From Windsor to Westminster: the people of St George’s in Parliament in the later Middle Ages II: Knights vs Canons

In October, Dr Hannes Kleineke, editor of our Commons 1461-1504 project, delivered the ‘Maurice and Shelagh Bond Memorial Lecture’ at St George’s Chapel. This is the second blog in a two-blog series where Hannes reflects on the people of St George’s Chapel. Here, we look at the Poor Knights of Windsor and their major disagreement with the Canons… The deans and canons of Windsor who … Continue reading From Windsor to Westminster: the people of St George’s in Parliament in the later Middle Ages II: Knights vs Canons

Come Let’s Travel by the River… the vicissitudes of getting to Parliament in the later Middle Ages

As the discovery of the Palace of Westminster’s medieval river wall hits the news, Dr Hannes Kleineke, editor of our Commons 1461-1504 project, reflects on how MPs and peers in the later Middle Ages travelled to Parliament. While the River Thames is now a place for spectacular tours, it was once a dangerous commute to work for many in Parliament… Amid news of the discovery of part of … Continue reading Come Let’s Travel by the River… the vicissitudes of getting to Parliament in the later Middle Ages

From Windsor to Westminster: the People of St. George’s Chapel, Windsor, in Parliament in the later Middle Ages and beyond

In October, Dr Hannes Kleineke, editor of our Commons 1461-1504 project, delivered the ‘Maurice and Shelagh Bond Memorial Lecture’ at St George’s Chapel. In a series of two blogs, Hannes reflects on the people of St George’s Chapel, beginning with a look back to the mid-fifteenth century and the position of the clerk, a role that Maurice Bond served for 36 years. Annually in October, … Continue reading From Windsor to Westminster: the People of St. George’s Chapel, Windsor, in Parliament in the later Middle Ages and beyond

‘All men of Englond ar bounde for hym to pray’: The Funeral of King Edward IV, April 1483

Reports have suggested that as many as 35 million viewers in the UK tuned in to watch the funeral of Her Majesty Queen Elizabeth II. As much of the nation, and the world, continues to reflect on her passing, here Dr Hannes Kleineke editor of our Commons 1461-1504 project explores the similarities between this funeral in September 2022 and the funeral of King Edward IV … Continue reading ‘All men of Englond ar bounde for hym to pray’: The Funeral of King Edward IV, April 1483

The termination of medieval Parliaments on the demise of the reigning monarch

As much of the nation, and the world, continues to reflect on the death of Her Majesty Queen Elizabeth II and accession of King Charles III, here Dr Hannes Kleineke from our Commons 1461-1504 project explores the now retired practice of terminating Parliaments following the death of the monarch. By modern convention, the death of a sovereign and the accession of their successor do not … Continue reading The termination of medieval Parliaments on the demise of the reigning monarch

In with the new – the appointment of Lord Chancellor Richard Neville in 1454

It was confirmed yesterday that the newly elected leader of the Conservative Party will be travelling to Balmoral next week, rather than Buckingham Palace, to receive the Sovereign’s invitation to form a government. This news comes amidst knowledge of HM the Queen’s ongoing mobility issues. But in 1454, when a new chief minister needed to be appointed it was the mental, not physical, faculties of … Continue reading In with the new – the appointment of Lord Chancellor Richard Neville in 1454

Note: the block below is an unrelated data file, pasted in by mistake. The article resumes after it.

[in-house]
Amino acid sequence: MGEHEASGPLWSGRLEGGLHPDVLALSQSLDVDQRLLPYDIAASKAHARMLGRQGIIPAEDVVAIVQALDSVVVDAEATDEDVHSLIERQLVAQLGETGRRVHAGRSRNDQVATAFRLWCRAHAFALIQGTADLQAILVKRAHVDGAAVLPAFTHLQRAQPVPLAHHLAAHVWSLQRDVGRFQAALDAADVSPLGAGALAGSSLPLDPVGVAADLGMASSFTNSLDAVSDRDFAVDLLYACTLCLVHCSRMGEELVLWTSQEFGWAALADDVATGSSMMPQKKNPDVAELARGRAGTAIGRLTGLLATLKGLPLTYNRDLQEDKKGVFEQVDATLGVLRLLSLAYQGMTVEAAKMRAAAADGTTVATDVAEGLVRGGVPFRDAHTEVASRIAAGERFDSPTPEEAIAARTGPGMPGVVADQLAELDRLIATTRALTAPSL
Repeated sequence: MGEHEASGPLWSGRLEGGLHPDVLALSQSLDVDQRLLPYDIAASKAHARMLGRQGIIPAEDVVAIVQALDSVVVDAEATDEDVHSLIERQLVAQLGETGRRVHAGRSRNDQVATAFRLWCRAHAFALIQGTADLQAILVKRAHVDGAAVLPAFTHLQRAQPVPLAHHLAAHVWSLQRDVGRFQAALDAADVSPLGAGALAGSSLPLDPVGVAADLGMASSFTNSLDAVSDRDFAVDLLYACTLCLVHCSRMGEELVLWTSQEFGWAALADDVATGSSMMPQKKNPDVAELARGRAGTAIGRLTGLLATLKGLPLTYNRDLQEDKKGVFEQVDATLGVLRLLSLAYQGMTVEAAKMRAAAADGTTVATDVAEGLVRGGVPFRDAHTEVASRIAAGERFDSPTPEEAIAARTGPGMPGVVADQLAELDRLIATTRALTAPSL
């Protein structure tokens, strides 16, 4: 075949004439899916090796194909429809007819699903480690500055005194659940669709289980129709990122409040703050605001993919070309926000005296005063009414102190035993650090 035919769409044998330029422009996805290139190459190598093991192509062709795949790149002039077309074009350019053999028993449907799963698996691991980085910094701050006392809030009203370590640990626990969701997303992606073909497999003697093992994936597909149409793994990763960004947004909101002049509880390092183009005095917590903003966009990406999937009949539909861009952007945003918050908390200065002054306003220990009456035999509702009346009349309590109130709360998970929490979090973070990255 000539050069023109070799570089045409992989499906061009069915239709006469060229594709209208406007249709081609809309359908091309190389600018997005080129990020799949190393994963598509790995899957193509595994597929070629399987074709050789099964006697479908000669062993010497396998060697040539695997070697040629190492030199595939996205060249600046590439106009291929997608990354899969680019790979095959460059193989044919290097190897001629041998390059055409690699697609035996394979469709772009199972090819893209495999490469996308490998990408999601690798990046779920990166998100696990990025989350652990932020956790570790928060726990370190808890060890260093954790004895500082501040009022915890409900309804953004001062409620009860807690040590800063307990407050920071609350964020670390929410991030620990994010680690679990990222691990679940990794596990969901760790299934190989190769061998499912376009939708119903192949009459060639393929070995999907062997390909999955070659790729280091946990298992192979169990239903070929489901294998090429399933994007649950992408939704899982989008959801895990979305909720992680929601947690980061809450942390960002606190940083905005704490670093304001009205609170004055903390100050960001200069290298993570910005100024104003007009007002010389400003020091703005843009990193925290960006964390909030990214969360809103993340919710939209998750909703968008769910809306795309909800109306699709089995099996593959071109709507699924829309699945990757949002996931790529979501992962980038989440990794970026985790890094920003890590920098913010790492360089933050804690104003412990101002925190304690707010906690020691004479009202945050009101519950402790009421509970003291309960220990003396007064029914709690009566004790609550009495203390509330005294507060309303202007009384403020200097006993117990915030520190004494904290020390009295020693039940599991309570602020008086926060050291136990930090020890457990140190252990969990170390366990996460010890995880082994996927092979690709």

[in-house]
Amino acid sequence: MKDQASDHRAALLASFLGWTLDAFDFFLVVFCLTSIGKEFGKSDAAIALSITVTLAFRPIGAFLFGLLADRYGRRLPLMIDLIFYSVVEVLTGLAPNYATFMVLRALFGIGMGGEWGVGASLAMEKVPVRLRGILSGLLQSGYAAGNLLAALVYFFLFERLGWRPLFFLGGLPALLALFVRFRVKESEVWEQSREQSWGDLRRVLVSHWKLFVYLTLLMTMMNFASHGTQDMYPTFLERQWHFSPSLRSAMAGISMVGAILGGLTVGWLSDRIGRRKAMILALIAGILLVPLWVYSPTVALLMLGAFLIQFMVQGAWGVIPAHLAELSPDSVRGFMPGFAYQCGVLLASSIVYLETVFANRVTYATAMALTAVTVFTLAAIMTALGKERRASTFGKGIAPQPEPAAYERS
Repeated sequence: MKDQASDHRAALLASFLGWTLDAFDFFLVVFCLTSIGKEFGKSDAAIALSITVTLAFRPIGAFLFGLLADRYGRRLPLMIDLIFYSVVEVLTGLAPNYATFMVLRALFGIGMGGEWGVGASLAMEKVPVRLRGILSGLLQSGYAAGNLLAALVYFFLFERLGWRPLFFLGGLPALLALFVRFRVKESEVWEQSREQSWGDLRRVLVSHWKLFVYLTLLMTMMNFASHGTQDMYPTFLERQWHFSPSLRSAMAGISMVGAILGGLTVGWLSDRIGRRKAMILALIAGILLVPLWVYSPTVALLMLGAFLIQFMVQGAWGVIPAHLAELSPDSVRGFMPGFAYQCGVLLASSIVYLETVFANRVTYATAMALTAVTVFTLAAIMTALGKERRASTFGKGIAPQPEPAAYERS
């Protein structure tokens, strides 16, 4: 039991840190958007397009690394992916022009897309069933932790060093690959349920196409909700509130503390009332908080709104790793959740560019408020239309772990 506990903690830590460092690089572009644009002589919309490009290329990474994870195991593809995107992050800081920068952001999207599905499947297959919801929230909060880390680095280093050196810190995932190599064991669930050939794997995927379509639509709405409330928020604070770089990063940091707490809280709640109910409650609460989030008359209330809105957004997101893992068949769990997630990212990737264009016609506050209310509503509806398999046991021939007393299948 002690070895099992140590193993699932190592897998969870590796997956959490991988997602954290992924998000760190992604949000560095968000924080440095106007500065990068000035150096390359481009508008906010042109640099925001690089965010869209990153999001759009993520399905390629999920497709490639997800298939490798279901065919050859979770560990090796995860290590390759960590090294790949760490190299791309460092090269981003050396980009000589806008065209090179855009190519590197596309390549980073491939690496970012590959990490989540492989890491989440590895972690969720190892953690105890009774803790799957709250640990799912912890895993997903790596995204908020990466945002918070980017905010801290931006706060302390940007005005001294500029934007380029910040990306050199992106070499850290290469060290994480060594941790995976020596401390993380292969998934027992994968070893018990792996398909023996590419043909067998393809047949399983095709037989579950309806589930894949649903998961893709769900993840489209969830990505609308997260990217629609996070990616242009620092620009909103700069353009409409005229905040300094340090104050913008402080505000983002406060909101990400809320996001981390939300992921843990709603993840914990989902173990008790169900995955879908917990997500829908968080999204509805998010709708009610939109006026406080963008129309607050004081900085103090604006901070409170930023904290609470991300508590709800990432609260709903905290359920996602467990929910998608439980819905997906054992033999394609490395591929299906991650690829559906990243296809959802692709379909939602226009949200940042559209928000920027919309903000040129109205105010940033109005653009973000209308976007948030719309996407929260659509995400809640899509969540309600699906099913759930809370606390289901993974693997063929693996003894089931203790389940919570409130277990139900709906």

A Speakership that never was: Sir Thomas Hungerford and the Parliament of 1378

Throughout 2022 we have been looking into the careers of some of the people to occupy the role of Speaker- a title first recorded as being attributed to Sir Thomas Hungerford in 1377. But this did not mean that Hungerford’s place in the House of Commons was guaranteed, as Dr Hannes Kleineke, editor of our Commons 1461-1504 project, explores… There is a modern-day convention that … Continue reading A Speakership that never was: Sir Thomas Hungerford and the Parliament of 1378

Thomas Burdet of Arrow, MP for Warwickshire in 1455, and the execution of George, duke of Clarence        

The execution of Thomas Burdet has long been linked to that of George, duke of Clarence a few months later. But is it possible that their downfalls were not connected at all? Dr Simon Payling from our Commons 1461-1504 project evaluates the evidence… The execution for treason of Thomas Burdet, head of one of the principal gentry families of Warwickshire, on 19 May 1477 has … Continue reading Thomas Burdet of Arrow, MP for Warwickshire in 1455, and the execution of George, duke of Clarence        

Parliament and the Politics of intimidation in Medieval England

As some of our previous blogs demonstrate, Medieval parliamentarians were no stranger to acts of physical violence. However as Dr Simon Payling from our Commons 1461-1504 project suggests, sometimes the mere threat was enough to influence political change… It is a central tenet of parliamentary history that the political complexion of a Parliament was determined by its membership, particularly that of its fluctuating electoral element, … Continue reading Parliament and the Politics of intimidation in Medieval England

Sir William Oldhall, Speaker in the Parliament of 1450-1

In recent months we have been looking into some of the more notable parliamentarians to hold the post of ‘Speaker’ throughout history. In today’s blog Charles Moreton from our Commons 1461-1504 project discusses Sir William Oldhall, a long-term ally to Richard, duke of York… One of the better known fifteenth-century Speakers, Sir William Oldhall owed his political career to his association with Richard, duke of … Continue reading Sir William Oldhall, Speaker in the Parliament of 1450-1